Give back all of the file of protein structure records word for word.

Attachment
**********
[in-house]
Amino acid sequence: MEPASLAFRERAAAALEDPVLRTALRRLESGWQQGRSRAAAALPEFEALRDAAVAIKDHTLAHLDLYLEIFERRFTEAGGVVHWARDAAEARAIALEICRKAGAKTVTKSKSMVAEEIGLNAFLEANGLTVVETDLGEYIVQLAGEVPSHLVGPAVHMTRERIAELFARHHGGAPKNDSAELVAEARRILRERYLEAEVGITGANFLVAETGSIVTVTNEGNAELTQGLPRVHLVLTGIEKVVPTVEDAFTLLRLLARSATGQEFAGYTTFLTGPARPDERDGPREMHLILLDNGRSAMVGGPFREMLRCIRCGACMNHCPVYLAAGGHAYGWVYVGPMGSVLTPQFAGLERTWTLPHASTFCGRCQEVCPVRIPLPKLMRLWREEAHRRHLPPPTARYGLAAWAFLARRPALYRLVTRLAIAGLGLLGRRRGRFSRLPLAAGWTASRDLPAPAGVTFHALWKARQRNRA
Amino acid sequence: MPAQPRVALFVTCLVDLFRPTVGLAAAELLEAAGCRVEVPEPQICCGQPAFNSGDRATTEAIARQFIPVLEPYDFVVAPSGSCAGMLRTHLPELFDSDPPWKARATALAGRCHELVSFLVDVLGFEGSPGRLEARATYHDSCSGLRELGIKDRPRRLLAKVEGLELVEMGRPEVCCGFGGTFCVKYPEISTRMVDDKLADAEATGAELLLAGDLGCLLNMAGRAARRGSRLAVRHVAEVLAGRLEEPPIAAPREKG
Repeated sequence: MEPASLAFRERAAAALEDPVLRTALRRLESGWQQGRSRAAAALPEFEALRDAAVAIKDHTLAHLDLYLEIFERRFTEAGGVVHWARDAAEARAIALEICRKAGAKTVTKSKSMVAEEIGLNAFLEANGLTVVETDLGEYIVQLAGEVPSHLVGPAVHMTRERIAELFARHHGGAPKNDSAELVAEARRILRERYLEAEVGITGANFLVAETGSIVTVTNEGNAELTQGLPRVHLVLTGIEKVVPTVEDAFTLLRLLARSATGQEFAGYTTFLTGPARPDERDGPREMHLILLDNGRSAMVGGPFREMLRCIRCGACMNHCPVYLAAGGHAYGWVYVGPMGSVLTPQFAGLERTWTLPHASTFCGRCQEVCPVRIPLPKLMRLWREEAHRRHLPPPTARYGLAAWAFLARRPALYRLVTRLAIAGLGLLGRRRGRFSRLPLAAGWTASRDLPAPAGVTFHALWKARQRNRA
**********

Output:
[in-house]
Amino acid sequence: MEPASLAFRERAAAALEDPVLRTALRRLESGWQQGRSRAAAALPEFEALRDAAVAIKDHTLAHLDLYLEIFERRFTEAGGVVHWARDAAEARAIALEICRKAGAKTVTKSKSMVAEEIGLNAFLEANGLTVVETDLGEYIVQLAGEVPSHLVGPAVHMTRERIAELFARHHGGAPKNDSAELVAEARRILRERYLEAEVGITGANFLVAETGSIVTVTNEGNAELTQGLPRVHLVLTGIEKVVPTVEDAFTLLRLLARSATGQEFAGYTTFLTGPARPDERDGPREMHLILLDNGRSAMVGGPFREMLRCIRCGACMNHCPVYLAAGGHAYGWVYVGPMGSVLTPQFAGLERTWTLPHASTFCGRCQEVCPVRIPLPKLMRLWREEAHRRHLPPPTARYGLAAWAFLARRPALYRLVTRLAIAGLGLLGRRRGRFSRLPLAAGWTASRDLPAPAGVTFHALWKARQRNRA
Amino acid sequence: MPAQPRVALFVTCLVDLFRPTVGLAAAELLEAAGCRVEVPEPQICCGQPAFNSGDRATTEAIARQFIPVLEPYDFVVAPSGSCAGMLRTHLPELFDSDPPWKARATALAGRCHELVSFLVDVLGFEGSPGRLEARATYHDSCSGLRELGIKDRPRRLLAKVEGLELVEMGRPEVCCGFGGTFCVKYPEISTRMVDDKLADAEATGAELLLAGDLGCLLNMAGRAARRGSRLAVRHVAEVLAGRLEEPPIAAPREKG
Repeated sequence: MEPASLAFRERAAAALEDPVLRTALRRLESGWQQGRSRAAAALPEFEALRDAAVAIKDHTLAHLDLYLEIFERRFTEAGGVVHWARDAAEARAIALEICRKAGAKTVTKSKSMVAEEIGLNAFLEANGLTVVETDLGEYIVQLAGEVPSHLVGPAVHMTRERIAELFARHHGGAPKNDSAELVAEARRILRERYLEAEVGITGANFLVAETGSIVTVTNEGNAELTQGLPRVHLVLTGIEKVVPTVEDAFTLLRLLARSATGQEFAGYTTFLTGPARPDERDGPREMHLILLDNGRSAMVGGPFREMLRCIRCGACMNHCPVYLAAGGHAYGWVYVGPMGSVLTPQFAGLERTWTLPHASTFCGRCQEVCPVRIPLPKLMRLWREEAHRRHLPPPTARYGLAAWAFLARRPALYRLVTRLAIAGLGLLGRRRGRFSRLPLAAGWTASRDLPAPAGVTFHALWKARQRNRA